Amid opposition, India gives Pfizer the patent to exclusively sell vital pneumonia vaccine
Various groups believe the decision will make the shot less accessible to the poor.
India has granted Mumbai-based pharmaceutical company Pfizer Inc a patent for its pneumonia vaccine Prevenar 13, amid opposition from groups that say the decision will made the shot less accessible for financially-weak patients, Reuters reported on Tuesday. The patent office’s decision prohibits other firms from making affordable versions of the vaccine and gives Pfizer the exclusive rights to sell the shot in India till 2026.
The company’s vaccine course – estimated to cost Rs 10,895 – will protect children and adults from 13 types of pneumococcal bacteria, though Pfizer claimed that it had reduced the vaccine’s price under the Global Alliance for Vaccines and Immunisation.
“Manufacturers will have to find new routes to develop a non-infringing vaccine, which may delay the availability of competing products in the pipeline from Indian producers,” said Medecins Sans Frontieres, also known as Doctors Without Borders.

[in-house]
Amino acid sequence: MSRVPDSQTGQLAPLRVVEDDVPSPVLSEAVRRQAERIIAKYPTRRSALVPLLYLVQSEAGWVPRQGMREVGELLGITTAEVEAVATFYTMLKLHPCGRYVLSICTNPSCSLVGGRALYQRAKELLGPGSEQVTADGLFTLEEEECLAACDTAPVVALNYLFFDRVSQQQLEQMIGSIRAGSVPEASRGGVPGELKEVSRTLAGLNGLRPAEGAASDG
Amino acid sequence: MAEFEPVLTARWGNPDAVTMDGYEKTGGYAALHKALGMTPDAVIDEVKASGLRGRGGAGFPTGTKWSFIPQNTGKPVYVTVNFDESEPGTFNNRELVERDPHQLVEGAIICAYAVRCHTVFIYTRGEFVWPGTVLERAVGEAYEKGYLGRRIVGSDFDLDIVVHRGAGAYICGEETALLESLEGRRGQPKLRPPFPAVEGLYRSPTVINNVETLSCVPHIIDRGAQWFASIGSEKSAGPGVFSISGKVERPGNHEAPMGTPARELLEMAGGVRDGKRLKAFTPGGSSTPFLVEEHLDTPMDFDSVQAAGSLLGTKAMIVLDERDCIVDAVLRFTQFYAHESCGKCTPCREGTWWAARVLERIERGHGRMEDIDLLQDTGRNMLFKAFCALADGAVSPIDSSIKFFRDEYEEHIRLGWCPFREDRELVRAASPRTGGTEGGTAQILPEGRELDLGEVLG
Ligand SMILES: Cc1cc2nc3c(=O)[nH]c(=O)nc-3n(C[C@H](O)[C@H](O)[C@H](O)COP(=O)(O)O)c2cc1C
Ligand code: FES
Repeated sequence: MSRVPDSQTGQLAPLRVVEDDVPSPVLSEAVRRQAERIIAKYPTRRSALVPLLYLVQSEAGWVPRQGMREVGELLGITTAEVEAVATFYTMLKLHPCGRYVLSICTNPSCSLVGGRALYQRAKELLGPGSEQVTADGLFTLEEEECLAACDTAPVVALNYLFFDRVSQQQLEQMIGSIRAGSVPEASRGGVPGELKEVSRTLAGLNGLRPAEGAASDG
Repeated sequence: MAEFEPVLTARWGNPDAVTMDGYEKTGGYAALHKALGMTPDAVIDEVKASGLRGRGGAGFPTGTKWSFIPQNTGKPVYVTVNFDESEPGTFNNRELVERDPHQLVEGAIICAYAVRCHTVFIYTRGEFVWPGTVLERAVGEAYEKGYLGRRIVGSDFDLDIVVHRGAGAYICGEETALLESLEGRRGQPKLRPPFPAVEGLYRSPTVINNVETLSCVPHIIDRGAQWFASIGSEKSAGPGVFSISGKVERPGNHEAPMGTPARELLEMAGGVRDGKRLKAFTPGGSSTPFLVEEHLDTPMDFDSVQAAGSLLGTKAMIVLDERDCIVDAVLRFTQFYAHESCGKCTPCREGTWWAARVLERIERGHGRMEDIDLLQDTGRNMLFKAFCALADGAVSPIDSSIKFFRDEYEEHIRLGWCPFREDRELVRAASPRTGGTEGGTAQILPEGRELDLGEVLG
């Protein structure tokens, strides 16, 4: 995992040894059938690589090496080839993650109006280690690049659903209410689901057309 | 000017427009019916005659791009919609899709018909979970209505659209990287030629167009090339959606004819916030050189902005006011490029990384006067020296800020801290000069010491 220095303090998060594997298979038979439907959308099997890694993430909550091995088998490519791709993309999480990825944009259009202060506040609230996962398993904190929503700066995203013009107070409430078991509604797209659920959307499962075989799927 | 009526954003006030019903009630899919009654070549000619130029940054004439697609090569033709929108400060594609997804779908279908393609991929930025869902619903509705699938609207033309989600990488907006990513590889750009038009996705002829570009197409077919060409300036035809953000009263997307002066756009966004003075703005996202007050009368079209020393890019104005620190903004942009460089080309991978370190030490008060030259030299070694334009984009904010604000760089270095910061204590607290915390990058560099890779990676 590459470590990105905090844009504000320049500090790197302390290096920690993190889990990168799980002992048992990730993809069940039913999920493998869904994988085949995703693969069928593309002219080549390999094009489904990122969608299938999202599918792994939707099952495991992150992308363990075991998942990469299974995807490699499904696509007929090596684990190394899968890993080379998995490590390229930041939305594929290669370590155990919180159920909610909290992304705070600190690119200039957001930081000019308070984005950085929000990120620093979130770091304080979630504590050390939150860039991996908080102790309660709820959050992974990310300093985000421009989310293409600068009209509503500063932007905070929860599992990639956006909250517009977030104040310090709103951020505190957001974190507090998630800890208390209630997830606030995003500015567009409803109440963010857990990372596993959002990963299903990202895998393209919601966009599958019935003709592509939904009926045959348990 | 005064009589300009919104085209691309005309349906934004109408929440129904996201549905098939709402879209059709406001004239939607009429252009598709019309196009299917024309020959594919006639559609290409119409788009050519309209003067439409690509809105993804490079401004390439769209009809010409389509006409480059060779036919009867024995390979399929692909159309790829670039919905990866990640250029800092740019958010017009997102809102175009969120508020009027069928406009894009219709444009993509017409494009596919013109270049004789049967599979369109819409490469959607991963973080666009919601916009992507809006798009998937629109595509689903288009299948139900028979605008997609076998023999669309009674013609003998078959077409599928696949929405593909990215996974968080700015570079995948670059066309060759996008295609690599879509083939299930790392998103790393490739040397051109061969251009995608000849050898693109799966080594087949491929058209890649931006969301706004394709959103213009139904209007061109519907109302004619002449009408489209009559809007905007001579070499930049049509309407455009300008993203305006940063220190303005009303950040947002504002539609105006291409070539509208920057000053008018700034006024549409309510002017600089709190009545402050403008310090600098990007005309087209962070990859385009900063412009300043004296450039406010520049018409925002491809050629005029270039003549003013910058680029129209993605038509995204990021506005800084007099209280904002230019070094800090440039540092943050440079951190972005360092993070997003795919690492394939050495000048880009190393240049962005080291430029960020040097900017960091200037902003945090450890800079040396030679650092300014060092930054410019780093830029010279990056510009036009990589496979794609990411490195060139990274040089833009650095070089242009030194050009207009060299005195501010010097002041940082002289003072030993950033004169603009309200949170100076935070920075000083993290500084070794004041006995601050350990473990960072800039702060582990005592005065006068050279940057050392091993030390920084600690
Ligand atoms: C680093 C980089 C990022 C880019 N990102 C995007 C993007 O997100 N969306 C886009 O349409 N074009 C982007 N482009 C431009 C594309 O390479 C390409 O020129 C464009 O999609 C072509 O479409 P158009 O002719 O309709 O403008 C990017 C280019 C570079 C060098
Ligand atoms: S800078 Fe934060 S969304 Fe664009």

In 2016, the European Patent Office had revoked Pfizers claim on the pneumonia vaccine, MSF said, adding that its patent rights were being opposed in South Korea and the United States, as well.
India accounts for the largest number of pneumonia cases across the globe, according to Reuters. India’s decision to grant the patent to Pfizer will also affect poorer nations who rely on a supply of drugs from India’s thriving pharmaceutical industry.
In March, the Centre had started to rollout the vaccine free of cost in phases under its national immunisation programme. The government, however, did not specify why the shot was being released in phases.